Come Sundown

Come Sundown Breathtaking

Nothing aggravates me more than a stranger who shoots at me with a Colt .44. He’s on the sidewalk, and I’m sitting at a stoplight in my ’80 Mustang convertible.

The downtown area of Stopgap, Oklahoma, isn’t a hustling metropolis with shoppers and foot traffic all in a hurry. It’s simply a neat, tidy little town that’s usually fun to visit, and that makes the idea of being shot at more perplexing.

My car is near the center line. I’m waiting to turn left. A teenager pulls up on his motor scooter and stops on my right. His machine idles as we both wait for the light to change…and suddenly it does.

The instant the signal switches from red to green, the scooter backfires…loud as a gunshot. The report startles a man on the sidewalk. He snaps his head in my direction and sees the open end of a black anodized pole sticking over the window ledge of my car, aimed directly at him.

Stopgap has an open-carry gun law. The man on the sidewalk draws his revolver in a flash and blasts off a single shot at me. His aim is poor. My rearview mirror, situated about six inches from my head, explodes in a ball of glass confetti. The slug ricochets off the mirror’s support arm, whistles through the sun-warmed air, and embeds itself in the crotch of a tuxedo-clad mannequin on display in the window of a formalwear shop.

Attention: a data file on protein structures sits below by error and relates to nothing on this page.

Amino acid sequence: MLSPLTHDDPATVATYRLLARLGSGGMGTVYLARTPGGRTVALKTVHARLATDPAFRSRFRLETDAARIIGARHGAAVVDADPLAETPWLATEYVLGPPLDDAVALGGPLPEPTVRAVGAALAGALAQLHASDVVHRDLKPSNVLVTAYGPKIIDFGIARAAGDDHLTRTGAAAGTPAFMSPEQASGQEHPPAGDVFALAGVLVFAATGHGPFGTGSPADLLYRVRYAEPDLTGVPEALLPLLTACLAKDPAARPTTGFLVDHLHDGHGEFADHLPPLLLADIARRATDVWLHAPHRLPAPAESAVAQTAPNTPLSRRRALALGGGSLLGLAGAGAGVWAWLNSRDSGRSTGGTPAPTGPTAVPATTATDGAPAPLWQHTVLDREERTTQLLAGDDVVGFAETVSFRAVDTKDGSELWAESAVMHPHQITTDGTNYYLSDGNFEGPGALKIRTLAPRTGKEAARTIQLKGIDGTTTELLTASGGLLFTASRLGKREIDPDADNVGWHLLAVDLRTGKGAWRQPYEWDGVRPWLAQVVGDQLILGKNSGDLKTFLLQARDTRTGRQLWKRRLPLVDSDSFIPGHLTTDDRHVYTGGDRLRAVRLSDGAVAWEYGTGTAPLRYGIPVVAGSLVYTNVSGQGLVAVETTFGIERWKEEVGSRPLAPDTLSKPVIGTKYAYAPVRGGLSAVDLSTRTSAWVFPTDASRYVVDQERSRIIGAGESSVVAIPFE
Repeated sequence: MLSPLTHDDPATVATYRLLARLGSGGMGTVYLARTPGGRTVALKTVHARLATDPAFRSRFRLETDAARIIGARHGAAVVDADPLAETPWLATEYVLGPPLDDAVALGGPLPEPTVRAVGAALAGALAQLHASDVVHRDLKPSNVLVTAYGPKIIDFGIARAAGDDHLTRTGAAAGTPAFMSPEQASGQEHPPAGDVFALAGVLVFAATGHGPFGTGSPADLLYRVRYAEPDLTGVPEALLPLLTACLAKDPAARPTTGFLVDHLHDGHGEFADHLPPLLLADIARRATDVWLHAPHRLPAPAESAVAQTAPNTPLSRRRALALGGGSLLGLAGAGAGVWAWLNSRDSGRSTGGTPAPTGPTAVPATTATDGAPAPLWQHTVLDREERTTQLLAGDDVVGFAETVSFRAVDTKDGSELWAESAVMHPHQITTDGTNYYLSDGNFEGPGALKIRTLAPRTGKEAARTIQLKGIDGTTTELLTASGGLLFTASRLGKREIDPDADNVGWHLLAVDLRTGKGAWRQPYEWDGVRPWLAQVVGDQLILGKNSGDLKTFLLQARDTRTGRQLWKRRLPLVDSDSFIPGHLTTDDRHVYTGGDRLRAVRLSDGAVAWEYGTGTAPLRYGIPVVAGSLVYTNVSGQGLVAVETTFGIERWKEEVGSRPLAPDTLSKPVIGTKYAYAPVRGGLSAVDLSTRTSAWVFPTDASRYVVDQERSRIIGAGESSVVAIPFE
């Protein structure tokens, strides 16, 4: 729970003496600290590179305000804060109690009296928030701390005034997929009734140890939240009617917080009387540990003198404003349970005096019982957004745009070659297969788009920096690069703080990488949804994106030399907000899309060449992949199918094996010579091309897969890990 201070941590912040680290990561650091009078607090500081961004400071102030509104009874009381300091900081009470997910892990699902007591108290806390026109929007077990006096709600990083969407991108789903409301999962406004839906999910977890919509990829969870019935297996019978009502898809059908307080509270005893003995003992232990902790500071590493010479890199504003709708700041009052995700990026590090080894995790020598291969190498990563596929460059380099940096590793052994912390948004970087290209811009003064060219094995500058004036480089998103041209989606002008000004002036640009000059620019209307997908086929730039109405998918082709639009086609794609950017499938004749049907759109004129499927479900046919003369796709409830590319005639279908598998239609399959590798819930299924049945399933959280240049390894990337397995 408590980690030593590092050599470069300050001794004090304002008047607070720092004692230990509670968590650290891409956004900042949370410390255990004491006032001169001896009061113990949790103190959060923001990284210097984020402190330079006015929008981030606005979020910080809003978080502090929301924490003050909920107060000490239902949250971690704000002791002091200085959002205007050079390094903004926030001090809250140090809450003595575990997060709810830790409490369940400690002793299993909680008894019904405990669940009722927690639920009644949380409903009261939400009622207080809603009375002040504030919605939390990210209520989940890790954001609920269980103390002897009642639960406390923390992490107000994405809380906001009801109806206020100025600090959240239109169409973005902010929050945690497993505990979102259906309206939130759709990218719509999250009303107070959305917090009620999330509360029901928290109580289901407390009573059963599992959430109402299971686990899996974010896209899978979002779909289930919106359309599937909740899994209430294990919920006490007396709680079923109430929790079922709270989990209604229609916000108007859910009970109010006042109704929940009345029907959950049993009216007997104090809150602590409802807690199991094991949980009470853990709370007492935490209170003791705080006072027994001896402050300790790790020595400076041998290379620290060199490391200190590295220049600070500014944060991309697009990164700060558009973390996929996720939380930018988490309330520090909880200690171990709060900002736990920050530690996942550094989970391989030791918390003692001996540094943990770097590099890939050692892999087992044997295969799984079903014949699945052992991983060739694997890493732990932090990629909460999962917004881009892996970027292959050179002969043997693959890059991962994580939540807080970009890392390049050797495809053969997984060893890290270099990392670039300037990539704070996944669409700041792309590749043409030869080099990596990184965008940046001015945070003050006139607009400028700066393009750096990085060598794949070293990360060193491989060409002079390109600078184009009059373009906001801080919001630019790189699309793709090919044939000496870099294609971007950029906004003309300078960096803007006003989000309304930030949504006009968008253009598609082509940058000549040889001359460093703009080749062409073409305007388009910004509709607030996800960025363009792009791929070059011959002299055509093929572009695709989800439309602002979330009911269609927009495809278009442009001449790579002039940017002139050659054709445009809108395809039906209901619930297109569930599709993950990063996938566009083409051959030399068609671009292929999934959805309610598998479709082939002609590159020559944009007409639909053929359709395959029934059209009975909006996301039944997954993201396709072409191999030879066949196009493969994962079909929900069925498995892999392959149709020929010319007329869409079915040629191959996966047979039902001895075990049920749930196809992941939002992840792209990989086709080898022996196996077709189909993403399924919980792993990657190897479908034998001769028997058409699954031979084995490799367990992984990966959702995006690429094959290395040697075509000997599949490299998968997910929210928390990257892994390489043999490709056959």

I think, “This ain’t gonna be good, Junior.”

I see a cop with gun drawn; he’s inching along beside a parked car that’s between him and the shooter.

The cop’s face is snow-white. “Drop the gun. Do it now!”

The armed man wheels around, trying to locate the voice.

“Drop the gun and raise both hands. Do it now or I’ll shoot.”

The gunman lets his revolver fall from his hand. It strikes the brick sidewalk and discharges. The right front tire of a new Lexus wheezes loudly and deflates.   

The police officer rushes to the scene and kicks the revolver as hard as he can. It skids over the edge of the curb and vanishes down a storm drain.

“Oh, NO, Junior. This definitely ain’t gonna be a good day.”

–See? A western doesn’t always need horses, a lot of dust, and tumbleweed rolling around. However, true to form to the genre, it’ll have good guys, bad guys, a pretty woman or two, and a problem that needs solving. I hope you enjoyed reading th part of the first chapter in my book, Come Sundown.–

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